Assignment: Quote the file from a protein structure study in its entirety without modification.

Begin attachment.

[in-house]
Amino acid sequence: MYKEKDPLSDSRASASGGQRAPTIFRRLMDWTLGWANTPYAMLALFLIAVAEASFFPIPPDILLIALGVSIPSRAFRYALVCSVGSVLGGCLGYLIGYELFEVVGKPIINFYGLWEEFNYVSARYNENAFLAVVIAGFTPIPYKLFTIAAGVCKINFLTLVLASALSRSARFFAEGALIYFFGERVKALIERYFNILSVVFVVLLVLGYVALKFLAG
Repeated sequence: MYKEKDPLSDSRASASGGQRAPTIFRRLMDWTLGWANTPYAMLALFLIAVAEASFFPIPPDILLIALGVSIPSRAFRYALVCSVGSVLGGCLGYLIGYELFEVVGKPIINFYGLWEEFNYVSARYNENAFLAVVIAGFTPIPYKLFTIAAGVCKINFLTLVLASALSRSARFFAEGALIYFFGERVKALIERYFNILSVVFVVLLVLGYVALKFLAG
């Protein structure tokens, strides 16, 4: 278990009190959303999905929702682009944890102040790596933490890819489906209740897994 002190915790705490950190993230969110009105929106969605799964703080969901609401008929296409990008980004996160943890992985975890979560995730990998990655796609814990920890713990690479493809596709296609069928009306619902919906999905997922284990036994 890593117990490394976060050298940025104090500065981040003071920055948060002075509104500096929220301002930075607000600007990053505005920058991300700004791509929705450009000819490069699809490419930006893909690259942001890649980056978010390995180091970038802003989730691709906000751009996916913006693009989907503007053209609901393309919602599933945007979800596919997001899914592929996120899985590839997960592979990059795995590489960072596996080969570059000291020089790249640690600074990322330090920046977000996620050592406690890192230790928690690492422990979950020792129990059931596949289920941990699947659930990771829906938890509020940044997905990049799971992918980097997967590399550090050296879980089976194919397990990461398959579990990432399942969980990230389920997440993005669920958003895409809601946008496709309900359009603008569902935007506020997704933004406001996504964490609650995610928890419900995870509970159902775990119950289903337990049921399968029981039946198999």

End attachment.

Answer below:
[in-house]
Amino acid sequence: MYKEKDPLSDSRASASGGQRAPTIFRRLMDWTLGWANTPYAMLALFLIAVAEASFFPIPPDILLIALGVSIPSRAFRYALVCSVGSVLGGCLGYLIGYELFEVVGKPIINFYGLWEEFNYVSARYNENAFLAVVIAGFTPIPYKLFTIAAGVCKINFLTLVLASALSRSARFFAEGALIYFFGERVKALIERYFNILSVVFVVLLVLGYVALKFLAG
Repeated sequence: MYKEKDPLSDSRASASGGQRAPTIFRRLMDWTLGWANTPYAMLALFLIAVAEASFFPIPPDILLIALGVSIPSRAFRYALVCSVGSVLGGCLGYLIGYELFEVVGKPIINFYGLWEEFNYVSARYNENAFLAVVIAGFTPIPYKLFTIAAGVCKINFLTLVLASALSRSARFFAEGALIYFFGERVKALIERYFNILSVVFVVLLVLGYVALKFLAG
């Protein structure tokens, strides 16, 4: 278990009190959303999905929702682009944890102040790596933490890819489906209740897994 002190915790705490950190993230969110009105929106969605799964703080969901609401008929296409990008980004996160943890992985975890979560995730990998990655796609814990920890713990690479493809596709296609069928009306619902919906999905997922284990036994 890593117990490394976060050298940025104090500065981040003071920055948060002075509104500096929220301002930075607000600007990053505005920058991300700004791509929705450009000819490069699809490419930006893909690259942001890649980056978010390995180091970038802003989730691709906000751009996916913006693009989907503007053209609901393309919602599933945007979800596919997001899914592929996120899985590839997960592979990059795995590489960072596996080969570059000291020089790249640690600074990322330090920046977000996620050592406690890192230790928690690492422990979950020792129990059931596949289920941990699947659930990771829906938890509020940044997905990049799971992918980097997967590399550090050296879980089976194919397990990461398959579990990432399942969980990230389920997440993005669920958003895409809601946008496709309900359009603008569902935007506020997704933004406001996504964490609650995610928890419900995870509970159902775990119950289903337990049921399968029981039946198999």